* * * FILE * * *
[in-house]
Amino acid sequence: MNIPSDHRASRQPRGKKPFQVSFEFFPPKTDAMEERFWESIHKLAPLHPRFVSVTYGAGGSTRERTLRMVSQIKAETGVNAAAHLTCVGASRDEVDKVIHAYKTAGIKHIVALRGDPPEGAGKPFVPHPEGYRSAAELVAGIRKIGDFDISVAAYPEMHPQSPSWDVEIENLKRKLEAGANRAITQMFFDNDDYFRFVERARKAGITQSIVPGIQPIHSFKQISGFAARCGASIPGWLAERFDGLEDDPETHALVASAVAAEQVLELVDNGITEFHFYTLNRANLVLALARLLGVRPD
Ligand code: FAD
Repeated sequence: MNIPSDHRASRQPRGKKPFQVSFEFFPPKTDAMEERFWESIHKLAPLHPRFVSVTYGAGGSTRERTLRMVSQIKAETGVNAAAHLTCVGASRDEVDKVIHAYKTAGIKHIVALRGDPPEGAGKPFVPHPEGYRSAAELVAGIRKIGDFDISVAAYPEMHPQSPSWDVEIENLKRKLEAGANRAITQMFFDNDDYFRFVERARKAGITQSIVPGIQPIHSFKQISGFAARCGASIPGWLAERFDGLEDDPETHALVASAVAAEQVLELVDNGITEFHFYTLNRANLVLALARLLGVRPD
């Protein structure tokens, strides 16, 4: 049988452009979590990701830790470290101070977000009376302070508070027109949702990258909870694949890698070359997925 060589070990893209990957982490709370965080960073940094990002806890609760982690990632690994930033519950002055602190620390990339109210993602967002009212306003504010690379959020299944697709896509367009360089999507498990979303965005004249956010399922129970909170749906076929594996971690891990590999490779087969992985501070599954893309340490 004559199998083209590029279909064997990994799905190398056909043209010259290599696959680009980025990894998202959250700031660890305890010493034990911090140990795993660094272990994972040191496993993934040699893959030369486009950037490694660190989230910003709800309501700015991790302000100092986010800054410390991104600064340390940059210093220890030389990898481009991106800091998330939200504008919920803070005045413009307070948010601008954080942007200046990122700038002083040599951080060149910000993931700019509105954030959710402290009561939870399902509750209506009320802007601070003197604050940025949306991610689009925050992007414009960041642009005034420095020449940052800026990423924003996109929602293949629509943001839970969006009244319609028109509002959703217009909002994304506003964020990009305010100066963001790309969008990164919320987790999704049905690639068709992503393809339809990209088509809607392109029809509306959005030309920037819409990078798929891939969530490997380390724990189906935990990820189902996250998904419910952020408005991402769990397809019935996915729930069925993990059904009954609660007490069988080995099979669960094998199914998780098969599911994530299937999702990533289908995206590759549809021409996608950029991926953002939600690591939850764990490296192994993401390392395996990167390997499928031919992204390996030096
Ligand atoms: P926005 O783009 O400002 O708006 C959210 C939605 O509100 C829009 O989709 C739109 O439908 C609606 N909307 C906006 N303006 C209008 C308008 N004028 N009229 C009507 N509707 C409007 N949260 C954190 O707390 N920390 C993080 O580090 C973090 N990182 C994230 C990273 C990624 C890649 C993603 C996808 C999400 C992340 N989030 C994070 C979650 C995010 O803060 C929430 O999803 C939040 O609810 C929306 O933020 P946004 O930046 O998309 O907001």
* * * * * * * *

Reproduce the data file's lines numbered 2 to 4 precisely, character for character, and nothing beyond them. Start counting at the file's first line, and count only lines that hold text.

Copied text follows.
Amino acid sequence: MNIPSDHRASRQPRGKKPFQVSFEFFPPKTDAMEERFWESIHKLAPLHPRFVSVTYGAGGSTRERTLRMVSQIKAETGVNAAAHLTCVGASRDEVDKVIHAYKTAGIKHIVALRGDPPEGAGKPFVPHPEGYRSAAELVAGIRKIGDFDISVAAYPEMHPQSPSWDVEIENLKRKLEAGANRAITQMFFDNDDYFRFVERARKAGITQSIVPGIQPIHSFKQISGFAARCGASIPGWLAERFDGLEDDPETHALVASAVAAEQVLELVDNGITEFHFYTLNRANLVLALARLLGVRPD
Ligand code: FAD
Repeated sequence: MNIPSDHRASRQPRGKKPFQVSFEFFPPKTDAMEERFWESIHKLAPLHPRFVSVTYGAGGSTRERTLRMVSQIKAETGVNAAAHLTCVGASRDEVDKVIHAYKTAGIKHIVALRGDPPEGAGKPFVPHPEGYRSAAELVAGIRKIGDFDISVAAYPEMHPQSPSWDVEIENLKRKLEAGANRAITQMFFDNDDYFRFVERARKAGITQSIVPGIQPIHSFKQISGFAARCGASIPGWLAERFDGLEDDPETHALVASAVAAEQVLELVDNGITEFHFYTLNRANLVLALARLLGVRPD